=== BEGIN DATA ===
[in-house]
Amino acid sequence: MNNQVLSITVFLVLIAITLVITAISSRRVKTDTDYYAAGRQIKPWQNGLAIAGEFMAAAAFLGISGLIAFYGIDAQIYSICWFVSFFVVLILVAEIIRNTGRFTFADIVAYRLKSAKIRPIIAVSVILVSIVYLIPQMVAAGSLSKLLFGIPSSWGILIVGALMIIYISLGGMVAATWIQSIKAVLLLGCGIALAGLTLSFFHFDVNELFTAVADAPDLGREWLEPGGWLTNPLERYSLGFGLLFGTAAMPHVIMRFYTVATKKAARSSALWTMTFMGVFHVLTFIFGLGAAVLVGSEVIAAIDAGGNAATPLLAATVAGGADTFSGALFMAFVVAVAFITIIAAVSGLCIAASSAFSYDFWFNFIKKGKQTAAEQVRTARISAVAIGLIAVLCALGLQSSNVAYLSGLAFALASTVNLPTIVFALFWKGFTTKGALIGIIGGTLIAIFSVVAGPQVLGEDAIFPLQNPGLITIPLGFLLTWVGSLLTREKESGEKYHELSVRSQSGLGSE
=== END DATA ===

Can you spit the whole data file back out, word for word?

[in-house]
Amino acid sequence: MNNQVLSITVFLVLIAITLVITAISSRRVKTDTDYYAAGRQIKPWQNGLAIAGEFMAAAAFLGISGLIAFYGIDAQIYSICWFVSFFVVLILVAEIIRNTGRFTFADIVAYRLKSAKIRPIIAVSVILVSIVYLIPQMVAAGSLSKLLFGIPSSWGILIVGALMIIYISLGGMVAATWIQSIKAVLLLGCGIALAGLTLSFFHFDVNELFTAVADAPDLGREWLEPGGWLTNPLERYSLGFGLLFGTAAMPHVIMRFYTVATKKAARSSALWTMTFMGVFHVLTFIFGLGAAVLVGSEVIAAIDAGGNAATPLLAATVAGGADTFSGALFMAFVVAVAFITIIAAVSGLCIAASSAFSYDFWFNFIKKGKQTAAEQVRTARISAVAIGLIAVLCALGLQSSNVAYLSGLAFALASTVNLPTIVFALFWKGFTTKGALIGIIGGTLIAIFSVVAGPQVLGEDAIFPLQNPGLITIPLGFLLTWVGSLLTREKESGEKYHELSVRSQSGLGSE